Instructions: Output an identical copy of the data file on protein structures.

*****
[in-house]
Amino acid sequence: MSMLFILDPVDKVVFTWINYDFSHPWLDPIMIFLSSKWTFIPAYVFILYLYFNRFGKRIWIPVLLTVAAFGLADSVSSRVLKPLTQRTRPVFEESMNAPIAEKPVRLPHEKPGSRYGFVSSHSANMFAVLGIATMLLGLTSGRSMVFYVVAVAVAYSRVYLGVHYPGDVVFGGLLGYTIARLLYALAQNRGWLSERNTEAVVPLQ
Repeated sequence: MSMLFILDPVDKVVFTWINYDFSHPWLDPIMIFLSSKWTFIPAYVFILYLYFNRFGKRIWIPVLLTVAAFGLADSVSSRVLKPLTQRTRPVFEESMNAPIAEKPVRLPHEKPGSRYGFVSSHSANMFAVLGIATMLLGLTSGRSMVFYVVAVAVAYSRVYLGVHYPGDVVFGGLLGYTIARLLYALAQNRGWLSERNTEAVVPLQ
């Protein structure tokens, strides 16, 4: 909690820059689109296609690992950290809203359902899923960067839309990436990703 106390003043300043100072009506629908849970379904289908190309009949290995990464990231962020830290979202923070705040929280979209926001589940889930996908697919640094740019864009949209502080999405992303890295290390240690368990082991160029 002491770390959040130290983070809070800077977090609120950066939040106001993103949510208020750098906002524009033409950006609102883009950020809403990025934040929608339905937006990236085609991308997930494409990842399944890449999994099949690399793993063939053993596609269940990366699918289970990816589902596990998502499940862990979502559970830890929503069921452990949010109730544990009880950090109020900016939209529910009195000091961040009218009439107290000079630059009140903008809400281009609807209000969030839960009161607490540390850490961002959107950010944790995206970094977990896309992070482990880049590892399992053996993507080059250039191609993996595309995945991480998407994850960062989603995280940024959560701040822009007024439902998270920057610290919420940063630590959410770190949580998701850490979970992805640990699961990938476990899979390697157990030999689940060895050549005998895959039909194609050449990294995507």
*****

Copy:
[in-house]
Amino acid sequence: MSMLFILDPVDKVVFTWINYDFSHPWLDPIMIFLSSKWTFIPAYVFILYLYFNRFGKRIWIPVLLTVAAFGLADSVSSRVLKPLTQRTRPVFEESMNAPIAEKPVRLPHEKPGSRYGFVSSHSANMFAVLGIATMLLGLTSGRSMVFYVVAVAVAYSRVYLGVHYPGDVVFGGLLGYTIARLLYALAQNRGWLSERNTEAVVPLQ
Repeated sequence: MSMLFILDPVDKVVFTWINYDFSHPWLDPIMIFLSSKWTFIPAYVFILYLYFNRFGKRIWIPVLLTVAAFGLADSVSSRVLKPLTQRTRPVFEESMNAPIAEKPVRLPHEKPGSRYGFVSSHSANMFAVLGIATMLLGLTSGRSMVFYVVAVAVAYSRVYLGVHYPGDVVFGGLLGYTIARLLYALAQNRGWLSERNTEAVVPLQ
């Protein structure tokens, strides 16, 4: 909690820059689109296609690992950290809203359902899923960067839309990436990703 106390003043300043100072009506629908849970379904289908190309009949290995990464990231962020830290979202923070705040929280979209926001589940889930996908697919640094740019864009949209502080999405992303890295290390240690368990082991160029 002491770390959040130290983070809070800077977090609120950066939040106001993103949510208020750098906002524009033409950006609102883009950020809403990025934040929608339905937006990236085609991308997930494409990842399944890449999994099949690399793993063939053993596609269940990366699918289970990816589902596990998502499940862990979502559970830890929503069921452990949010109730544990009880950090109020900016939209529910009195000091961040009218009439107290000079630059009140903008809400281009609807209000969030839960009161607490540390850490961002959107950010944790995206970094977990896309992070482990880049590892399992053996993507080059250039191609993996595309995945991480998407994850960062989603995280940024959560701040822009007024439902998270920057610290919420940063630590959410770190949580998701850490979970992805640990699961990938476990899979390697157990030999689940060895050549005998895959039909194609050449990294995507």